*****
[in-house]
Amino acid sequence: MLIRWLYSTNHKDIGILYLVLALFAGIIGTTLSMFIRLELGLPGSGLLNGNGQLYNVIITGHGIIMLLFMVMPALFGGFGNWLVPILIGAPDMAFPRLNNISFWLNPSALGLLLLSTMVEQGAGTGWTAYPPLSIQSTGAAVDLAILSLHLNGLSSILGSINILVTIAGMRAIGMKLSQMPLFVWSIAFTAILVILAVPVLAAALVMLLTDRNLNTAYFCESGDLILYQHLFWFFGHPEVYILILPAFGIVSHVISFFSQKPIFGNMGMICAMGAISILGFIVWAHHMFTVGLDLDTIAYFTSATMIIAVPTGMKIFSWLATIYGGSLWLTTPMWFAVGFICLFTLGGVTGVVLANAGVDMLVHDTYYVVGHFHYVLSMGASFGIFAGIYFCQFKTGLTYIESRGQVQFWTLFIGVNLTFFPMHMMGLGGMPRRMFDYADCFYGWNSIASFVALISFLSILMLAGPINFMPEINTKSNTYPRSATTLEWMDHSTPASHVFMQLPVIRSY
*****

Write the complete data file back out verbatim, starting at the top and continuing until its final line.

[in-house]
Amino acid sequence: MLIRWLYSTNHKDIGILYLVLALFAGIIGTTLSMFIRLELGLPGSGLLNGNGQLYNVIITGHGIIMLLFMVMPALFGGFGNWLVPILIGAPDMAFPRLNNISFWLNPSALGLLLLSTMVEQGAGTGWTAYPPLSIQSTGAAVDLAILSLHLNGLSSILGSINILVTIAGMRAIGMKLSQMPLFVWSIAFTAILVILAVPVLAAALVMLLTDRNLNTAYFCESGDLILYQHLFWFFGHPEVYILILPAFGIVSHVISFFSQKPIFGNMGMICAMGAISILGFIVWAHHMFTVGLDLDTIAYFTSATMIIAVPTGMKIFSWLATIYGGSLWLTTPMWFAVGFICLFTLGGVTGVVLANAGVDMLVHDTYYVVGHFHYVLSMGASFGIFAGIYFCQFKTGLTYIESRGQVQFWTLFIGVNLTFFPMHMMGLGGMPRRMFDYADCFYGWNSIASFVALISFLSILMLAGPINFMPEINTKSNTYPRSATTLEWMDHSTPASHVFMQLPVIRSY